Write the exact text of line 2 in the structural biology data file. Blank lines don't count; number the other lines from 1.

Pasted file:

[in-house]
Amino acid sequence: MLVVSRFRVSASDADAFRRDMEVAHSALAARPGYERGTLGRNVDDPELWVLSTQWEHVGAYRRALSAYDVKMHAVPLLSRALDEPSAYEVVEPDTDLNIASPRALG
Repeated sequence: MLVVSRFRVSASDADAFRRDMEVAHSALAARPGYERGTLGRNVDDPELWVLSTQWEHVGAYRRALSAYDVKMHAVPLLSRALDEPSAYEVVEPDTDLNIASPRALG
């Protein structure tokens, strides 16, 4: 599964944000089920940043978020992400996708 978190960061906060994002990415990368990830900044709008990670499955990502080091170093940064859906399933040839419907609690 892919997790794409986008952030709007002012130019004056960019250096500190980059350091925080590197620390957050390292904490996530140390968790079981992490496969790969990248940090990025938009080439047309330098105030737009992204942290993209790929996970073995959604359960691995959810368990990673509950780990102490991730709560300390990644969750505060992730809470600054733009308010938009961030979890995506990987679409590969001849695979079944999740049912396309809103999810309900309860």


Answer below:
Amino acid sequence: MLVVSRFRVSASDADAFRRDMEVAHSALAARPGYERGTLGRNVDDPELWVLSTQWEHVGAYRRALSAYDVKMHAVPLLSRALDEPSAYEVVEPDTDLNIASPRALG